Steelers 2013: Weathering the NFL's offensive climate change

Charles LeClaire-USA TODAY Sport

The read option was put on grand display by Chip Kelly and the Eagles Monday Night, if you didn't blink. It seems to be all anyone can talk about. Can the Steelers really "eliminate" it?

I wouldn't bet against Dick Lebeau. He isn't startled by the read option. According to the New York Times, Lebeau doesn't really worry about anything. You could probably give the offense jetpacks and laser guns and Lebeau wouldn't bat an eye. Hell, he'd probably still find a way to stop you.

Or as Casey Hampton puts it in that article: "...hotdog..."

Philly came out at a frenetic pace and Washington couldn't do anything to slow it down -- except get "injured." In what began to look like a World Cup football match, Chip Kelly's offense simply outran the 'skins. So, the defense flopped. It wasn't as demonstrative as Neymar's interpretation of the craft or Gareth Bale's phantom antagonist method, but Washington's dive strategy served a similar purpose -- time to breathe. Like soccer, the NFL is handcuffed by the principal importance of player safety when attempting to police faked injuries. It seems like a tactic that will be seen more and more during this "flavor of the month," as Mike Tomlin calls it.

But is that all it is? It kind of looked that way in the second half, when Washington's defensive coordinator Jim Haslett made some adjustments to swamp the box, cutting the Eagles' production in half (53 plays for 322 yards in the 1st half against 24 plays for 121 yards in the 2nd). Though Kelly said he was managing the game at that point, fatigue and a defensive recalibration may have played a role as well. And I don't remember him "working the clock" too much in those 50 point wins at Oregon.

Haslett is clearly not on the same level as Lebeau. And that was just the first thirty minutes of Chip Kelly's NFL career. As time and film accumulate, preparation will be more of an ongoing and delineated process. But that doesn't necessarily mean it'll be easy to snuff out. Though, if you had to pick one guy to go to task with it -- again, it'd be Dick Lebeau.

Last season, the Steelers defense had some pretty significant success against a lightspeed-tempo offense when they held Peyton Manning and the Broncos to 240 net passing yards and just 24 points before Tracy Porter pick-sixed Ben to win the game. They also muffled some of the read option hysteria of RGIII's rookie season, limiting him to 8 yards rushing and 177 through the air. Dropped passes by Washington receivers and an unactualized offensive gameplan certainly aided Lebeau in that game. Nevertheless, there's good reason to trust in his stoicism. Even if teams around the league begin to shake up a slightly watered-down cocktail of the offenses run by Manning and Griffin, which is sort of what Kelly's onslaught looked like on Monday.

Pittsburgh isn't set to face many read option teams in 2013. The Raiders, Jets and possibly the Bills will attempt to run this collegiate darling against the Steelers, barring any unforeseen injuries or X-Men-style mutations. Most read option success to date has been had in the NFC. So, should the Steelers make the playoffs it wouldn't pose a major threat until perhaps the Super Bowl. But Week One didn't exactly conjure up doe-eyed daydreams of Bruno Mars stomping out another classic in the Meadowlands. But defense was not the problem. The Titans actually finished the game with fewer yards per play than Pittsburgh, but the offensive and special teams units consistently put the Lebeau's against the wall -- and his crew still only gave up one touchdown and 16 points in all. The offense's completely neutered attack allowed the Titans to use the Steeler's "Control the Clock" strategy against them and grind out the win.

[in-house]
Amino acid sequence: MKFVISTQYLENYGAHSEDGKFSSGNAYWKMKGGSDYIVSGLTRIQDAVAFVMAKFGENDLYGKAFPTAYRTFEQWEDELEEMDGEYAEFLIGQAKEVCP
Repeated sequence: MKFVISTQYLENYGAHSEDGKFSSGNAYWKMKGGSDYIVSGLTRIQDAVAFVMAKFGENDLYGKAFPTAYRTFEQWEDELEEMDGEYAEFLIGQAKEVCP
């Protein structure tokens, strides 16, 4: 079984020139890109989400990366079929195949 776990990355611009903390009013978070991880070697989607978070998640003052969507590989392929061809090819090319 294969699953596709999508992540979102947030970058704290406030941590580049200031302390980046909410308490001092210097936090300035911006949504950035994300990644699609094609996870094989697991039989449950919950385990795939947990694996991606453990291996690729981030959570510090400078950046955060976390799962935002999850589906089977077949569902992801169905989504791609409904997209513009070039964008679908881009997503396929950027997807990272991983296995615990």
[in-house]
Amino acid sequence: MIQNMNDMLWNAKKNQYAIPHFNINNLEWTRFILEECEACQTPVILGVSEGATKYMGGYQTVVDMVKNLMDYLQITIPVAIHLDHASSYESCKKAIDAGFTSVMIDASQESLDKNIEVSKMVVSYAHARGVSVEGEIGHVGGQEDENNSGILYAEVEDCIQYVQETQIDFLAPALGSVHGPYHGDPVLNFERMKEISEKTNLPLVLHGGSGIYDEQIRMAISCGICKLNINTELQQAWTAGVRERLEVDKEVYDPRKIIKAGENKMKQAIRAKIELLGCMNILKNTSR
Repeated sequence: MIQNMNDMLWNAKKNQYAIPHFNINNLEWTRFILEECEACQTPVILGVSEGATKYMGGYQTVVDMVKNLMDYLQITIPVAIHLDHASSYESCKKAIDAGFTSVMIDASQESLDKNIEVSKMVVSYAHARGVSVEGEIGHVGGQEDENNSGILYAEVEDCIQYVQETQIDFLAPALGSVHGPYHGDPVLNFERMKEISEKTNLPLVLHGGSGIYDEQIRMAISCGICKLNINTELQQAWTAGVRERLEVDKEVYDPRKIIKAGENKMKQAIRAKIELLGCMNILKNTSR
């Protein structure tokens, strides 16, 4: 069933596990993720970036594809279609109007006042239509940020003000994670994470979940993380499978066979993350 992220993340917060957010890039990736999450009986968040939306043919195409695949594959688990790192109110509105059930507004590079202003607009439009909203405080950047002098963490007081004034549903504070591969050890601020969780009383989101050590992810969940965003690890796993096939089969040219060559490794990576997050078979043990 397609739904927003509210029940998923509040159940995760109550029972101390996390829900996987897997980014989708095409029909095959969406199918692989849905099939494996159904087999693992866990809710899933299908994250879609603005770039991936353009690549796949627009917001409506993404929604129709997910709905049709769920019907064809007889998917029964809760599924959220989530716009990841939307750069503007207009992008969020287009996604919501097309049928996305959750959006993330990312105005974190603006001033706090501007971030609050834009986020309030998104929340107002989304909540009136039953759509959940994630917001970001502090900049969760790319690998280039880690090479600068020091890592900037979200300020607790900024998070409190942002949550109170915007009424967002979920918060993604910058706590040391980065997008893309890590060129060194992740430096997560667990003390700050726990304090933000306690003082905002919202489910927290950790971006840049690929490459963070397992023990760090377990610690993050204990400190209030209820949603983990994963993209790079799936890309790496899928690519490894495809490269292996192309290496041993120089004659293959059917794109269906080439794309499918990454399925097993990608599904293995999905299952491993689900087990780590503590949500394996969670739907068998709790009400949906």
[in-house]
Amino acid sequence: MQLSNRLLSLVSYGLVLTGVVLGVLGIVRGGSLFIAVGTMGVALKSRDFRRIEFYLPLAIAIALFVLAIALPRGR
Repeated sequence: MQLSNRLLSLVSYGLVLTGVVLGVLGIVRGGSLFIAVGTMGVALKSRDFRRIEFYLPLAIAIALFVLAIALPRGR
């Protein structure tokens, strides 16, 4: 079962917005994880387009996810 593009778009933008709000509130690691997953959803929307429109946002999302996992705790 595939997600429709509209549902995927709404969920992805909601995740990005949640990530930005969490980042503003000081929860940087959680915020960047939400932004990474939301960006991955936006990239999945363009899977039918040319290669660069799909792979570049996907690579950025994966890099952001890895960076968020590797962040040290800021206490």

There's at least one distinct schematic difference between Chip Kelly's offense and whatever you want to call those Kandinskian scribbles on Todd Haley's dry erase board.

A breakneck tempo. And that's one thing the Steelers may not want to completely dismiss as a fad.

Roethlisberger and Haley may not have clicked like Keanu and Sandra, but something fell into place during at least one drive on Sunday. Naturally, there was a huge difference in pace toward the end of the game, but what's to say that kind of acceleration wouldn't work in other phases of the game? That 75 yard drive culminated with Jerricho Cotchery's 4 yard touchdown and took all of 2 and-a-half minutes. It was easily their most effective series of the day. Of course, time of possession has been a huge part of what has made the Steelers successful in the past, and it should continue to be just that. But at times, a brisk pace -- circa the 2011 gameplan against New England -- can be just what is needed to maintain that precious possession. It's a lot more effective than a 2 and-a-half minute 3 and-out. And there's a really neat corollary that sometimes follows -- points.

A lot of people are talking about the read option, and it may last at least as long as dual-threat savants like RGIII and Kaepernick have operational knee ligaments. But the most impactful trend in the game right now may be the fastbreak-style offense that Chip Kelly and Peyton Manning emasculated defenses with in Week One.

The Steelers can probably slow that down too. But maybe they should consider occasionally making their opponents do the same.

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